Noise Control, Acoustics & LEED v4

“The world is getting noisier, and our health and productivity are suffering as a result” and that is “why architects need to design with their ears.” – Julian Treasure, The Sound Agency

In this seminar, we will review the critical impact noise and sound has on the built environment and the people that occupy these spaces. Increased noise levels and poor acoustics have been linked to a range of health-related complaints, from high blood pressure and heart disease to insomnia, irritability and poor short-term memory. It significantly impacts employee productivity, communication and attendance. In education, there is documented evidence siting the profound impact of poor acoustics on learning outcomes and test scores.

We will review the environmental, structural, mechanical, architectural and room design considerations and provide insight to categorically identify noise sources, consideration for alternative noise mitigation methods, unconventional architectural design solutions and best practices that deliver optimal performance criteria that promotes occupants’ well-being, learning, healing, productivity and communication through effective acoustic design.

LEARNING OBJECTIVES

  • Explore how noise impacts building occupants.
  • Examine the intent and requirements of EQ credit Acoustic Performance in LEED BD+C v4.
  • Identify the intent and requirements of EQ credit Acoustic Performance in LEED ID+C v4.
  • Discuss HVAC background noise levels, sound transmission, reverberation time, and sound reinforcement and masking systems as they relate to the requirements of EQ credit Acoustic Performance in LEED ID+C v4 and EQ credit Acoustic Performance in LEED BD+C v4.

SPEAKER
Gregory Cuddihee, Gaus Acoustics
Gregory Cuddihee received a Bachelor of Architecture from the University of Kansas and a Masters of Architecture from Washington University in St. Louis. His professional experience includes both design and education. Since 2003 he has been an adjunct faculty member at Washington University and currently an Associate professor at Maryville University. He teaches graduate and undergraduate students in representation and the construction of diverse building types. Gregory has an extensive range of architectural experience, from mixed-use and commercial, to educational and institutional, produced with award winning firms. His passion for detail is further realized in his art where he has exhibited in galleries from Paris, France to New York, Chicago, Kansas City, and St. Louis.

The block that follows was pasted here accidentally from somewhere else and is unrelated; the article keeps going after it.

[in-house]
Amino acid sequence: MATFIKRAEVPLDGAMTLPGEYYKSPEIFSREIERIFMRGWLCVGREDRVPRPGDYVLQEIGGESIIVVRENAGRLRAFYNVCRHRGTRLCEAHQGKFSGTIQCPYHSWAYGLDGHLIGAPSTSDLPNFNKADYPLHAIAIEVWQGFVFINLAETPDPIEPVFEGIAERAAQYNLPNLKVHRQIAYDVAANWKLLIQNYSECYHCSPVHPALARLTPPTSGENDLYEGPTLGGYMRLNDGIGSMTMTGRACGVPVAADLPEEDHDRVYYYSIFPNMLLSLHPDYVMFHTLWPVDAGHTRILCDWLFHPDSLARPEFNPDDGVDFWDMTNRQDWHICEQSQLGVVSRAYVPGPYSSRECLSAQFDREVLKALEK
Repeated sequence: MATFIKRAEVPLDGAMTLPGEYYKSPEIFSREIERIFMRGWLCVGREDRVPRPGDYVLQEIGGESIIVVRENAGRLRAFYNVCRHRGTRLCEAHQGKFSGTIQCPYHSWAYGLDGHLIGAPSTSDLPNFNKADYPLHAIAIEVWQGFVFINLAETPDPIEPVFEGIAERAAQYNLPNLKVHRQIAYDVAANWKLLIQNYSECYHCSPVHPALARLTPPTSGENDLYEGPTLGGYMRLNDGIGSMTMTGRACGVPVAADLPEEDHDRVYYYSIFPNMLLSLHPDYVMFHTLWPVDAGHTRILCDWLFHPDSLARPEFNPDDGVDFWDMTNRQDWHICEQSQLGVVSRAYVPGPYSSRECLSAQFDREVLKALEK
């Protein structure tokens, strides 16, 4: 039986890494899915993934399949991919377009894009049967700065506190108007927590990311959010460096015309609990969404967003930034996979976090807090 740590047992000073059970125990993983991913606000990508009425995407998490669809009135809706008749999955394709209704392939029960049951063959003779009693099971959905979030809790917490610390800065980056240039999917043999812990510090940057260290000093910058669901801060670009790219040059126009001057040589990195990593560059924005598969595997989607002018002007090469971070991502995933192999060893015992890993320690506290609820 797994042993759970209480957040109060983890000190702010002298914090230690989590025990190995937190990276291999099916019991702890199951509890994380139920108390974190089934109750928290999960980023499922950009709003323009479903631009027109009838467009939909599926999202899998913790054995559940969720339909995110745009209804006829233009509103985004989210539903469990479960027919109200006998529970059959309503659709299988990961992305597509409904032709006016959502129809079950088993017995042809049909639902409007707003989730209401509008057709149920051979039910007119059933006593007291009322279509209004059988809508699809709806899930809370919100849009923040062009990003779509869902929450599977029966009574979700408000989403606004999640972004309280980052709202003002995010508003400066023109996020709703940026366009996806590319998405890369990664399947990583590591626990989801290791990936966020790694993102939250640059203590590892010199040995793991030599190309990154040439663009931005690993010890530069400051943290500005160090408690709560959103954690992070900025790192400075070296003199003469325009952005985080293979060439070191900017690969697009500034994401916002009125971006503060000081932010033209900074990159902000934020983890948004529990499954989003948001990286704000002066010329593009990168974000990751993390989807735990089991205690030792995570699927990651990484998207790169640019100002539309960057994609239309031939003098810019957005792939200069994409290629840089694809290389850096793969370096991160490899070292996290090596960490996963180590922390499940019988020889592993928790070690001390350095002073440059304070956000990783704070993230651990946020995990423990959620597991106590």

CONTINUING EDUCATION
Submitted for approval of 2 LEED Specific (BD+C, ID+C) GBCI CE Hours and 2 AIA LU/HSW

WHEN
November 1, 2018
3:00 – 5:00 pm

WHERE
Washington University
Danforth University Center – Room 234
6475 Forsyth Blvd, St. Louis, MO 63105
Map & Directions

LOCATING THE PRESENTATION ROOM
DUC 234 is located on the second floor of the building. If you are parking in the underground garage and coming from the north end, take the elevator to the second floor, make a left down the hallway and another left after the Fun Room and stairwell. The room will be the first door on the right. From the south end, take the elevator to the second floor, make a left and another left, then a right before walking past the Fun Room and stairwell.

PARKING
Visitor parking is available for a charge at the DUC parking garage located underneath the building. Visitors pull a ticket and can pay hourly using a credit card, debit card or cash.

FEE
$30 for USGBC-MGC Members
$45 for Non-members

REGISTER
Click here to register online!

 

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